“To learn who rules over you, simply find out who you are not allowed to criticize.” Voltaire
Pig flying moment over at The Council on Foreign Relations, which generally cheers the sharia and was right there cheerleading for the, ahem, "Arab Spring":
Is “Insulting the President” or Converting to Christianity a Crime? by Elliott Abrams, The Council on Foreign Relations
January 23, 2013
Is “Insulting the President” a crime? How about converting to Christianity?
Both are crimes in Egypt today.
A new report by the Arab Network for Human Rights Information, entitled “The Crime of Insulting the President: A Crime of an Authoritarian Regime,” tells us how many times this law has been invoked since its adoption in 1909–when the crime was “insulting the king.”
Hosni Mubarak invoked the law in only four cases in all his thirty years ruling Egypt. King Farouk, who ruled for sixteen years, invoked it only 7 times. But Mohammed Morsi, who has ruled for only 200 days, has already won the prize by invoking it in 24 cases. He has used this law to crush dissent more in 200 days than previous rulers used it in 115 years.
This is a striking example of the way in which Morsi and the Muslim Brotherhood are ruling Egypt, and should give pause to those who believe the Brotherhood can be won over to a belief in democracy and respect for human rights.
As to religious freedom, consider the case of Nadia Mohamed Ali. Born a Coptic Christian, she converted to Islam upon marrying a Muslim. After his death she has sought to return to Christianity. For this crime she has just received a 15-year prison sentence. The State Department response is this: “We are deeply concerned with Egyptian laws that infringe on an individual’s universal right to choose his or her religion and call upon the Egyptian government to promote and protect universal freedoms, including freedom of religion, for all its citizens.”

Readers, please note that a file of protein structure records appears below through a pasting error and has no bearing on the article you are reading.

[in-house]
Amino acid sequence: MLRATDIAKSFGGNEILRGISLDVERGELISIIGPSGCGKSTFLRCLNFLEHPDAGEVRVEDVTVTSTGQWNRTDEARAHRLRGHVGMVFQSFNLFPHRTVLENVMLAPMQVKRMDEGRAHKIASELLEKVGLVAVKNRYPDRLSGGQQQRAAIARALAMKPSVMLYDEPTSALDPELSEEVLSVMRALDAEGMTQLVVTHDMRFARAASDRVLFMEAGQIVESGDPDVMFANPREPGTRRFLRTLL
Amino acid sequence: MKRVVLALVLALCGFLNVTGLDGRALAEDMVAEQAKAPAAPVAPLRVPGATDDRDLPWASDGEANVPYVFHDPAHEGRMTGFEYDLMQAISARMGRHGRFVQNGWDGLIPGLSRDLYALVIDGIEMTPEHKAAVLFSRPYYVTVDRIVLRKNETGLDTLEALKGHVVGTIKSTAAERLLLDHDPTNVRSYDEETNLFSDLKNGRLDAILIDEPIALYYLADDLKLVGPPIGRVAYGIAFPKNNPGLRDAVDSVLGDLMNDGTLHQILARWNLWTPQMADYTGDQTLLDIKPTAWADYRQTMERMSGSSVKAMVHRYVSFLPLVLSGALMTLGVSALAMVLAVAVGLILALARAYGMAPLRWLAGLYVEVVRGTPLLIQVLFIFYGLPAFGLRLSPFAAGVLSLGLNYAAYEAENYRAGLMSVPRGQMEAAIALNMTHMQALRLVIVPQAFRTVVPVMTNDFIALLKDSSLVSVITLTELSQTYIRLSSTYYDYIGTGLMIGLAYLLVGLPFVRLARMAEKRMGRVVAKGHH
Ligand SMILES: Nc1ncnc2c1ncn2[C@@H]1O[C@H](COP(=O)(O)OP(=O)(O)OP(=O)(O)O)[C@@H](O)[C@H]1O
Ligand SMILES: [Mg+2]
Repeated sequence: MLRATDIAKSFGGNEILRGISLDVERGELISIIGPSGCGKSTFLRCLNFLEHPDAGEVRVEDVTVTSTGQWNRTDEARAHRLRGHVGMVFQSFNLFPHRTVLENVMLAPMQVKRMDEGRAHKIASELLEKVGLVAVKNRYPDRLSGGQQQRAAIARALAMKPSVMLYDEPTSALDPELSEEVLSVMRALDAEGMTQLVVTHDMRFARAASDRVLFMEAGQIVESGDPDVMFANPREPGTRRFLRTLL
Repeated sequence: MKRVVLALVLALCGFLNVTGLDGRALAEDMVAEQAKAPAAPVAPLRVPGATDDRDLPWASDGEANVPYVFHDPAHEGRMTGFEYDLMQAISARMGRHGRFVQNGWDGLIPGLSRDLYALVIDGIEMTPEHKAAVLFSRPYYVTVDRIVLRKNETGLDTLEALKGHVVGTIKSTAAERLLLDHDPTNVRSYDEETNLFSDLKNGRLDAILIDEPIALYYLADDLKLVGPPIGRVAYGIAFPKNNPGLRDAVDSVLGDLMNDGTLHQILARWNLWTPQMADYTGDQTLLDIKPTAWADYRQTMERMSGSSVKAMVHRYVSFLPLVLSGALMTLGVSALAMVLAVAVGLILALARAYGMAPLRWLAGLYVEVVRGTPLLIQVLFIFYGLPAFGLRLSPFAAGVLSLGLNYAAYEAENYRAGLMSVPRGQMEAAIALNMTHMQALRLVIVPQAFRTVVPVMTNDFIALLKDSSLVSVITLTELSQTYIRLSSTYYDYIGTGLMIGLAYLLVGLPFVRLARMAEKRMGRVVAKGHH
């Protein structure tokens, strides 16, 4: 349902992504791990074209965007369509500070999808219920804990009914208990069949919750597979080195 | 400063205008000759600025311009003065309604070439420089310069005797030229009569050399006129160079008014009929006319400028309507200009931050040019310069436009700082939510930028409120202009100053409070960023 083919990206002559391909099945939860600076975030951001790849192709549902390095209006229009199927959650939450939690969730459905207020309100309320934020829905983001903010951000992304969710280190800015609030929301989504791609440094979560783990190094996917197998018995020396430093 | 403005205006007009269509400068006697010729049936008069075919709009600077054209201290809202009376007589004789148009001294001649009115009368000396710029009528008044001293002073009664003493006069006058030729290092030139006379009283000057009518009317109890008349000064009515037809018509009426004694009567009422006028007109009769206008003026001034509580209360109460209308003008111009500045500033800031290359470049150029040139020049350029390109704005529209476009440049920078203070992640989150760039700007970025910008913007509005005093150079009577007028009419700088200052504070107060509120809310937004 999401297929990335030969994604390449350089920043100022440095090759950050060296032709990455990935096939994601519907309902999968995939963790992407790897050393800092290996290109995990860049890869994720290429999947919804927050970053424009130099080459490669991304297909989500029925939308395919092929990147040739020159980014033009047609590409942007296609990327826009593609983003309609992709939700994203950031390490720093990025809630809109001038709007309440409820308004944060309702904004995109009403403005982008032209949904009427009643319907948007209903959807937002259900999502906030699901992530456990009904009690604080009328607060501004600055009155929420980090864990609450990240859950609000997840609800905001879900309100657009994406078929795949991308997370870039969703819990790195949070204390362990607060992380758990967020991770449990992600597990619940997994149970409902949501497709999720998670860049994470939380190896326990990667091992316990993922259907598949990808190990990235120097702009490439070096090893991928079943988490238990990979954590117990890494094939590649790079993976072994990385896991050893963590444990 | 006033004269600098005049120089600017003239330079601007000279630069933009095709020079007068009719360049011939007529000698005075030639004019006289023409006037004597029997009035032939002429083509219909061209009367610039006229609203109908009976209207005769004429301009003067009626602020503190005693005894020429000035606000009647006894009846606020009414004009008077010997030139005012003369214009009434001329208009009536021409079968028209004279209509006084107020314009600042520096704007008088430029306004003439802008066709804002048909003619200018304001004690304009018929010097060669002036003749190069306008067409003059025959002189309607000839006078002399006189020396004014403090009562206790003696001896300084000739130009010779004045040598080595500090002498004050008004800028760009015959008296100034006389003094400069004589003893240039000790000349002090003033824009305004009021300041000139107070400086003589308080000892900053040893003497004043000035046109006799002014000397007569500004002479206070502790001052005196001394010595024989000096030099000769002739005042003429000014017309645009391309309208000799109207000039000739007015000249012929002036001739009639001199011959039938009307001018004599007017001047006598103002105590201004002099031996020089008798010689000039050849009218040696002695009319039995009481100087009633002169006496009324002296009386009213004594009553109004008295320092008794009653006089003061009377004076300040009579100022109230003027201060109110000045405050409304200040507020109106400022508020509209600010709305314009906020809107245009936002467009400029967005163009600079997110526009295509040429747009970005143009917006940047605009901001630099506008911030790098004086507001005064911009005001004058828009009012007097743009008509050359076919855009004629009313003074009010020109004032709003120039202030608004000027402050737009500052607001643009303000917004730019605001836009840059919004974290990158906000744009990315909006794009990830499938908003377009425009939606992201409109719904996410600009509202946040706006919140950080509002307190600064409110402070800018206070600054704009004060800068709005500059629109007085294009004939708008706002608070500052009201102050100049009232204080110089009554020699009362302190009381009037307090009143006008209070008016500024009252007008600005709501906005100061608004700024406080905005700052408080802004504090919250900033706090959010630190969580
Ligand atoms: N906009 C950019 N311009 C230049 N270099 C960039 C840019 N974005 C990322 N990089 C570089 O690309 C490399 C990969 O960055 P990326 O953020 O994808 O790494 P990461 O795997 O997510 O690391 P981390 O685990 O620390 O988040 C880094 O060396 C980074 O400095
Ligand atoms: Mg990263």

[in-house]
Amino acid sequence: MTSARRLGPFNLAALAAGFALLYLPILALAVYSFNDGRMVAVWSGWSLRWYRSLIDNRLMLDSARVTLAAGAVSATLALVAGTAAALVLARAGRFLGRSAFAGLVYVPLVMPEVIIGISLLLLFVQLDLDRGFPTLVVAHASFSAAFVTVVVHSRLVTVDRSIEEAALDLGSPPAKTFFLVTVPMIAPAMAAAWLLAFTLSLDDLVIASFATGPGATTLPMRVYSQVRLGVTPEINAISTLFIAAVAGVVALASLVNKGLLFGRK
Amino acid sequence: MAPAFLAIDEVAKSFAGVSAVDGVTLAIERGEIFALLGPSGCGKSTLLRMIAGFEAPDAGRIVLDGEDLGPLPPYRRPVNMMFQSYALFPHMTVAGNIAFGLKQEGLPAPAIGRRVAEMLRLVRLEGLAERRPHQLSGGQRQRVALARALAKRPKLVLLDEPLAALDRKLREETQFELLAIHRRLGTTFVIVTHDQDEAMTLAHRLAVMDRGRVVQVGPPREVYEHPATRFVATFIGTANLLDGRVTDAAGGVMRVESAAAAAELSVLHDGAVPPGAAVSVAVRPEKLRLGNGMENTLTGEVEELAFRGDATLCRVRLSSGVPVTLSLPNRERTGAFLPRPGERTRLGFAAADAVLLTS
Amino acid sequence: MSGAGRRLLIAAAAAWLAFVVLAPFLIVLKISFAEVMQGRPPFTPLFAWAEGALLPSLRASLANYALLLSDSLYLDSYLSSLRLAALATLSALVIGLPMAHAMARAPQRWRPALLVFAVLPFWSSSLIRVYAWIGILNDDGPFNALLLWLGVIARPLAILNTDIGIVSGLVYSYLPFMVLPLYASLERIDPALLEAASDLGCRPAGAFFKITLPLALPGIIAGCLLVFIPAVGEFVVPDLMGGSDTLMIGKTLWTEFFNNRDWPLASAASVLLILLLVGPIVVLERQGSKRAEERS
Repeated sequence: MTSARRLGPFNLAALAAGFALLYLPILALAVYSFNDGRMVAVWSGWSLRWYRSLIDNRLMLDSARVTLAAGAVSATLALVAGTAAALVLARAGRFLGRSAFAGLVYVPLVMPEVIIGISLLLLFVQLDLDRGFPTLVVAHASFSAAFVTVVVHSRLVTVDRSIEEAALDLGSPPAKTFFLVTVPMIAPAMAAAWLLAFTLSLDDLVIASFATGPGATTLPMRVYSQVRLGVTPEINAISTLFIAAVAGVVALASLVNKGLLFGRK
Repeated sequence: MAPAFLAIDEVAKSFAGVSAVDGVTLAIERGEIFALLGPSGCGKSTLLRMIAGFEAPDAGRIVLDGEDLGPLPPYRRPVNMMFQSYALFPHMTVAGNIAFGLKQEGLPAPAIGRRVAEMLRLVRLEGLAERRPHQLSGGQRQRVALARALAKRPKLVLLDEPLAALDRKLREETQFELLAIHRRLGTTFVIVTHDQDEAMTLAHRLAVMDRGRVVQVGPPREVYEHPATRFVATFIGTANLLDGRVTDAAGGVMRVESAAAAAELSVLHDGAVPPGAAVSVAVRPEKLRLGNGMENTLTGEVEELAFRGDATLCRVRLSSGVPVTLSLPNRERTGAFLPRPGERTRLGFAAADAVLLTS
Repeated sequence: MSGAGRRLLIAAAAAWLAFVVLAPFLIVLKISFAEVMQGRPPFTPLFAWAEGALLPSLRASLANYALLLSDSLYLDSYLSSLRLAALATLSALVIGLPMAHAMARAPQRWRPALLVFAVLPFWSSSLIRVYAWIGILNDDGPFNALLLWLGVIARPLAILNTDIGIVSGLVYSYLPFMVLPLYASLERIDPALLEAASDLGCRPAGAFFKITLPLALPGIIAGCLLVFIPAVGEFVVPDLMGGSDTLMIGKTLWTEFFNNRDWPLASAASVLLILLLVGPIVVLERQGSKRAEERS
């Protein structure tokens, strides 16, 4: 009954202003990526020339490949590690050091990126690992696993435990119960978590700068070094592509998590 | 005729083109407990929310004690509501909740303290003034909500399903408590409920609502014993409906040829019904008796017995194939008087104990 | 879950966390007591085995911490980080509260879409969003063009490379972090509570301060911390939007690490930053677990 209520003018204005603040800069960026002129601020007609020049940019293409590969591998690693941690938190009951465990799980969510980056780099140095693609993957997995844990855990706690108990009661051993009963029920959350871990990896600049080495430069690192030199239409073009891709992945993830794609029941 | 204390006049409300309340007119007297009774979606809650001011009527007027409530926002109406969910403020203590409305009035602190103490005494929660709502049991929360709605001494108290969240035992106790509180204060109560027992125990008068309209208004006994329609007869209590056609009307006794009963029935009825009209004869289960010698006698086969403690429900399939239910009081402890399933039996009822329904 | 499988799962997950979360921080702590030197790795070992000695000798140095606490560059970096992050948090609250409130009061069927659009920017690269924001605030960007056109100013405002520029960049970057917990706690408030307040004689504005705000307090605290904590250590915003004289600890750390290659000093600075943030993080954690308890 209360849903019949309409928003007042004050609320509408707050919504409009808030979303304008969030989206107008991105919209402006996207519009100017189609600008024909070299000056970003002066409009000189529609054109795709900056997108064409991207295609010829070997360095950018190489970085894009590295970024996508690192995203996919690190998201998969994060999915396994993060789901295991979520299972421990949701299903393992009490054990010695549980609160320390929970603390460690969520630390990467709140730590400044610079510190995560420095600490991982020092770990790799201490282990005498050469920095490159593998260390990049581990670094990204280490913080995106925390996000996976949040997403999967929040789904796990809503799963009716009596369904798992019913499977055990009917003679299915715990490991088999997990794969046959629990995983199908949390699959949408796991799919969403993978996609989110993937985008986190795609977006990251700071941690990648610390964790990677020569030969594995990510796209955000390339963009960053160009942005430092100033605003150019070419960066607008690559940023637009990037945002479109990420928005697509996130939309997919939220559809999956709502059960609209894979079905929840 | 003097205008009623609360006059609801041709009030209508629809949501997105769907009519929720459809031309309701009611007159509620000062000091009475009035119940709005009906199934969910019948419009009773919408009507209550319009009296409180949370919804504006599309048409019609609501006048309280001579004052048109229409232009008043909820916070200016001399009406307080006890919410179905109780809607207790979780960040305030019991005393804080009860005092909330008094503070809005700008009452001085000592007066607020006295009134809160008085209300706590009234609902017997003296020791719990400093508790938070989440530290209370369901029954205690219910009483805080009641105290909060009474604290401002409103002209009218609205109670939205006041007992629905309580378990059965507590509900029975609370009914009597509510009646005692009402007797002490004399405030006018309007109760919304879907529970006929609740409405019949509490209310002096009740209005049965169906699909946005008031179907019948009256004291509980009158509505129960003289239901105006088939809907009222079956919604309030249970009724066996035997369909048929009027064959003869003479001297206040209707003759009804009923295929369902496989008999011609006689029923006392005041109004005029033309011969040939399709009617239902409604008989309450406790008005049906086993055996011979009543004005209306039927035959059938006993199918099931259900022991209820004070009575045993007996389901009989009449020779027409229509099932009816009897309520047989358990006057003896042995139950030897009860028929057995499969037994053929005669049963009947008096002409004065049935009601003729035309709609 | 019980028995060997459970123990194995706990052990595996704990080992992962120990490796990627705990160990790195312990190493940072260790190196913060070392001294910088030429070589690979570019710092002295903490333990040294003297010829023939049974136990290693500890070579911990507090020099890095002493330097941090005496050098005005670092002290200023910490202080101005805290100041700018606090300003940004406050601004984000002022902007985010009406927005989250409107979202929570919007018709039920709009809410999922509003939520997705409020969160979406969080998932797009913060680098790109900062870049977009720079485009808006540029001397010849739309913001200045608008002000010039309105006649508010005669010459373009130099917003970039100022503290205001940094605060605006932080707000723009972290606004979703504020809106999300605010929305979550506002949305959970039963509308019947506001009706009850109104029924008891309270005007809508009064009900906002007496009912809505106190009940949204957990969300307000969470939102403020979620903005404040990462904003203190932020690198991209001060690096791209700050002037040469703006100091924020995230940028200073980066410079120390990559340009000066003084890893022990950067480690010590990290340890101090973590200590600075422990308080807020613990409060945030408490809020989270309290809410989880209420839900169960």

If the United States is acting behind the scenes to get the government of Egypt to overturn this sentence, such restrained language is understandable. If delivering that statement is all we are doing, it is very far from adequate. When Secretary Clinton visited Egypt last summer a number of Christian leaders refused to meet with her, to protest what they saw as an American tilt to the Brotherhood and failure to help them protect their civil liberties. That statement with its “deeply concerned” language, issued while the United States proceeds with massive amounts of military and economic aid to the new Brotherhood regime, will not change the minds of regime leaders. Yesterday four new F-16s left the United States for Egypt, to be followed later this year by 200 tanks. Nadia Mohamed Ali would be forgiven for wondering how much we care about her conviction for the “crime” of converting to Christianity.